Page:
“What I Really Want”: The True Goal of the Writing Life — Guest Writer Khara House

It’s my pleasure to welcome Khara House back to The Writerly Life. Khara addresses a common dilemma among writers: who we are, and why we do what we do.

“What is your ultimate goal?”

I just faced this question during multiple job interviews over the past few weeks. What do you want? What are your career goals? I, like many potential employees, have what I think are well-prepared answers to such tough questions when it comes to trying to secure a job.

Yet it occurs to me that we as writers are often asked this same question … and our prepared response may not be the right one.

When it comes to the question of what we want as writers, there’s one answer that comes instantly to mind: “I want to be published.” That’s, to generalize, the standard response: the ultimate goal. There’s just one problem with it … I don’t think that’s actually what we want. Furthermore, I think the belief that publication is the “ultimate goal” for writers is one of the top reasons many of us sometimes feel intense dissatisfaction with our writing lives.

Connected / Gerry Wilson
Connected / Gerry Wilson

The problem is …

Before I suggest what the real answer to this question might be, let me explain why the “published” response may be the wrong answer. First, publication isn’t an end, and thus it cannot actually be an ultimate goal. Publication is a foothold. It’s a step along the way to what I think we really want. It’s part of the process. Think about it. If publication was the ultimate goal, why would any writer create more than one book? Why, when a poet gets her first publication credit or his first collection in print, do they not simply say, “Well, that’s it then, I guess I’m done”? If publication was the ultimate goal, then once it’s done, it’s done … there’s no more.

That leads to the second problem with the “published” answer: Publication, in itself, is not satisfying. Think of publication like eating a piece of chocolate out of a box. Yes, you’ve tasted that sweet, rewarding flavor … but what happens a moment later? You realize: there’s more where that came from. And you want more. The same goes for publishing. It is a taste, not a full meal. It’s a single sweet morsel on a full banquet table.

So, then … “What is your ultimate goal?”

I would argue that the ultimate goal for all of us as writers is not “to be published,” and not even that step beyond publication which is “to be read.” I would, instead, offer this: That our ultimate goal as writers is to touch. Think about it: our lives are filled with that longing to touch, to reach into the lives of others and have them feel what we’ve done to, and for, and in them. When we write blog posts, we don’t write them and say, “That’s it.” We wait for engagement. But if being read was enough, we’d be satisfied with page view counts … and any blogger will tell you that that’s not quite enough, either. What makes us feel fulfilled is that moment when the hand we’ve held out with our words is suddenly taken by the hand of someone else, with words of response. A thank you. A word of praise. A connection. That’s what we long for.

So how does this change things?

I think one reason writers are often so disappointed in their writing lives is that they set the wrong item on their pedestals. Publication is a big stepping stone, but it’s only a pebble in comparison to what else is out there for us as writers. If you don’t get published in the major outlets or sign a book deal, you’re left disappointed. But, what’s worse, if you do get published in the major outlets, or sign that book deal, and nobody responds … you’re left disappointed. No, that’s not the end for us. That’s not our ultimate goal. How much more satisfying is it to have one person respond to one thing we’ve written with applause or a tear or a “Thank you” or a comment than it is to have a thousand copies of our life’s work in print and untouched?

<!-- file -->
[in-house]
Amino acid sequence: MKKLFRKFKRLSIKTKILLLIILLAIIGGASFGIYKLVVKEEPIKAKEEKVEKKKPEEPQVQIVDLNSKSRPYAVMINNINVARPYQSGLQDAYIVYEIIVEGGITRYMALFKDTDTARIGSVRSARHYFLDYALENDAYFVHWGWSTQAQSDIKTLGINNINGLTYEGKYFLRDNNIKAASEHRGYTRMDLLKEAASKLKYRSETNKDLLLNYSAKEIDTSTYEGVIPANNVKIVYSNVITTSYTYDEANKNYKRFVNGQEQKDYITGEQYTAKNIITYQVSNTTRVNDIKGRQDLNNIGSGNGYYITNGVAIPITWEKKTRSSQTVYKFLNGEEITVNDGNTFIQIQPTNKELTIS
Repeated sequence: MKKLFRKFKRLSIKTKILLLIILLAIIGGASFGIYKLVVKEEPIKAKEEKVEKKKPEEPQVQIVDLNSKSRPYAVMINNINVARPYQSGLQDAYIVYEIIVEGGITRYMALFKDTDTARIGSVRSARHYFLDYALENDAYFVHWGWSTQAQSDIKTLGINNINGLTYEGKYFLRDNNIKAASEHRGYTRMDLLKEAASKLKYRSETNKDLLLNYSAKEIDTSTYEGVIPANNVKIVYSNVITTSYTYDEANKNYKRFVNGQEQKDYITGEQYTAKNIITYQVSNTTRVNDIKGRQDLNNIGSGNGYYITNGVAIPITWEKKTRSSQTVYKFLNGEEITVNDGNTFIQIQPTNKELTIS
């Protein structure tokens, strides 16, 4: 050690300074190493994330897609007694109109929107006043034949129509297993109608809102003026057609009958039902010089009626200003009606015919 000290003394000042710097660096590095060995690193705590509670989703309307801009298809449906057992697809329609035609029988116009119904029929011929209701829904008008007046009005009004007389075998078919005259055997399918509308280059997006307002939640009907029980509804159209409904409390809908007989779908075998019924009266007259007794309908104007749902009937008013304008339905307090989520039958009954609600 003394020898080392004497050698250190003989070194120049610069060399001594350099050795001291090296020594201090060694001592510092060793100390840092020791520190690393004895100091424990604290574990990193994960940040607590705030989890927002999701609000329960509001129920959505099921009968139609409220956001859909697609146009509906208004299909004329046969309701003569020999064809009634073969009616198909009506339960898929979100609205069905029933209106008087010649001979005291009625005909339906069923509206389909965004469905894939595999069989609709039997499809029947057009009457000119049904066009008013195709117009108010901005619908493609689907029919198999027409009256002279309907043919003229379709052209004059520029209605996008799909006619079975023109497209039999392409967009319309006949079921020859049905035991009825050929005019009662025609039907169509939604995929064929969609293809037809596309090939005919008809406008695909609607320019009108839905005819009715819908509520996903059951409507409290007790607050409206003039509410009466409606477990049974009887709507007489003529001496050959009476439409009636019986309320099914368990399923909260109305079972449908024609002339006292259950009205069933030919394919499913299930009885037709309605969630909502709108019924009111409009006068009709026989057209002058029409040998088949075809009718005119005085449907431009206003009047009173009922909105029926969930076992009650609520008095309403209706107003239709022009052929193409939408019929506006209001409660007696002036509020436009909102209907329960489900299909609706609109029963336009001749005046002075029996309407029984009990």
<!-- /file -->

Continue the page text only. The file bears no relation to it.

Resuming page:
To touch … That is our ultimate goal. And while it may seem small, or vague, I argue that there is nothing more substantial, and nothing more meaningful. And I argue this: That if you have touched one person with your words, you have achieved more than many have in life. Even if you never publish a bestseller, you have done a mighty deed.

To publish? That is to dream.

But to touch? That is to reach out and grasp all the glories our dreams have never dared imagine.

Do you agree with the assessment that “publication” cannot truly be the “ultimate goal” of writing? Why or why not? What are you, as a writer (or artist), chasing as the finish line of your craft?

Khara HouseKhara House is a poet, freelance writer, and educator. Originally from Pennsylvania, she now lives in Arizona, where she works as a writing and career tutor. You can visit and learn more about Khara online at www.kharahouse.com, on Twitter at @ourlostjungle, or on Facebook.

Monday Discovery: Khara House’s “Why This Matters”

manifesto defined
manifesto defined

Today’s discovery is an article at Khara House’s Our Lost Jungle blog. In “Why this matters: (even when nobody’s listening): writing a writer’s manifesto,” Khara, a seasoned poet and blogger, deals with why writing matters and why we writers need to put our writing mission into words.

A terrific piece. I encourage you to go read and, if you’re a writer, try writing your own manifesto, a statement of who you are, what you do, and why it matters.

Khara will be a guest writer here on January 24.